EHES students participate in daily news broadcast

By AMALIA KORTRIGHT/Staff Writer

COLUMBIANA– According to Elvin Hill Elementary School GRC teacher Martha Bentley, one of the best parts of the school’s news broadcast is that it is almost entirely run by the students.

Bentley, who has been involved with the broadcast for 16 years, co-sponsors the news broadcast with fellow Elvin Hill Elementary teachers Alaina Etress and Tanya Autuña.

“It is pure joy for those of us who sponsor when we watch them. They will get started and just handle it by themselves,” said Bentley.

The news broadcast has been aired throughout the school for over 20 years. Currently, the broadcast is aired at the beginning of every school day during the week, except for Wednesdays

In the past, the broadcasts were aired through a closed-circuit system, meaning that it relied on cables set up in the school’s ceiling. Last year, Elvin Hill Elementary received new digital cameras and a new switchboard. Bentley is now able to record the broadcasts onto a computer, upload them to Google Drive, and send links to the teachers to show to their classes. However, the broadcasts can only be viewed inside of the school for privacy reasons.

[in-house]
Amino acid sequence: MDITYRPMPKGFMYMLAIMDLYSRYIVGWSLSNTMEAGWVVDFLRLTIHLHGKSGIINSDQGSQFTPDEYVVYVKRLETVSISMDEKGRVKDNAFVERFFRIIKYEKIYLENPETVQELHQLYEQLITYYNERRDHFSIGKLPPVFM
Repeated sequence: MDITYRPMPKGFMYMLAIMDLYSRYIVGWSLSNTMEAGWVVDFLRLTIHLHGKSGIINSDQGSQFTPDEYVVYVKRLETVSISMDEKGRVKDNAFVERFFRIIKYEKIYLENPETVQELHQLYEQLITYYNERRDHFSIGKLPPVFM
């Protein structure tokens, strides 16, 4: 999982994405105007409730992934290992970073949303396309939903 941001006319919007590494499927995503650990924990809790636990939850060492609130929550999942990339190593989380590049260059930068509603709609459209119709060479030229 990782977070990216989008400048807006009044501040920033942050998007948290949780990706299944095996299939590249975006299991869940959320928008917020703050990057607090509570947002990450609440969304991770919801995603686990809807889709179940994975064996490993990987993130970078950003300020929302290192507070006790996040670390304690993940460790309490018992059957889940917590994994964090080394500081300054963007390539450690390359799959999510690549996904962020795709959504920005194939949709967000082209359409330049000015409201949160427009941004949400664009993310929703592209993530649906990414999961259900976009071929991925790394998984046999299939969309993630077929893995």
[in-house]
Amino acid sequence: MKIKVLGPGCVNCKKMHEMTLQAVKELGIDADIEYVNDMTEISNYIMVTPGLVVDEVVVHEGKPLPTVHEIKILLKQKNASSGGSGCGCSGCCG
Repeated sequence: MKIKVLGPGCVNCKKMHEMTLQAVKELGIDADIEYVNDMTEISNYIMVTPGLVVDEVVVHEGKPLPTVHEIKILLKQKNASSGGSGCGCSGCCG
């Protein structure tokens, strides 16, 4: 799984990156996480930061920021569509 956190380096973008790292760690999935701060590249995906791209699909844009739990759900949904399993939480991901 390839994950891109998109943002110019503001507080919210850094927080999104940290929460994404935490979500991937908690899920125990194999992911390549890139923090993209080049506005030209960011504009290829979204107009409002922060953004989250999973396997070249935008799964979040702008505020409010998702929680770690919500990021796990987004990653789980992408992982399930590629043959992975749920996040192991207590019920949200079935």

So far, students have been selected for on-air performance and behind-the-scenes crew positions through nominations from teachers. However, Bentley and the other sponsors will begin using an application and interview process during this upcoming spring semester to select students for the 2017-2018 academic year.

Bentley said that the sponsors want students who are kind, respectful, responsible and have a desire to be proactive in their school.

“We’re trying to provide more leadership opportunities for our students, and we’re trying to help them have real-life experiences by having them apply for the positions and do interviews,” said Bentley. “We look for students who are leaders in the school and set good examples to other students.”

While crew positions have been closed to only fifth graders in the past, Bentley is also trying to make more positions in the news broadcast open to students in lower grade levels in the future.

“We’re trying to pull in all grade levels to have more students do certain things, like leading the Pledge of Allegiance in the morning. Even kindergarteners are able to do that,” said Bentley.

Through her years as a sponsor, Bentley has found that the students involved learn the logistics and technical aspects of producing a broadcast. In addition, students learn about the importance of promptness, teamwork and confidence in order to successfully produce broadcasts. Students who participate in the broadcast also learn how to work well under pressure.

“Everybody has to do their part, or it doesn’t flow. They’re learning that we can do something together that none of us can do alone,” said Bentley. “The students have a sense of pride and accomplishment, and they see this as an act of service to our school. There’s an intrinsic reward that comes with contributing to our school.”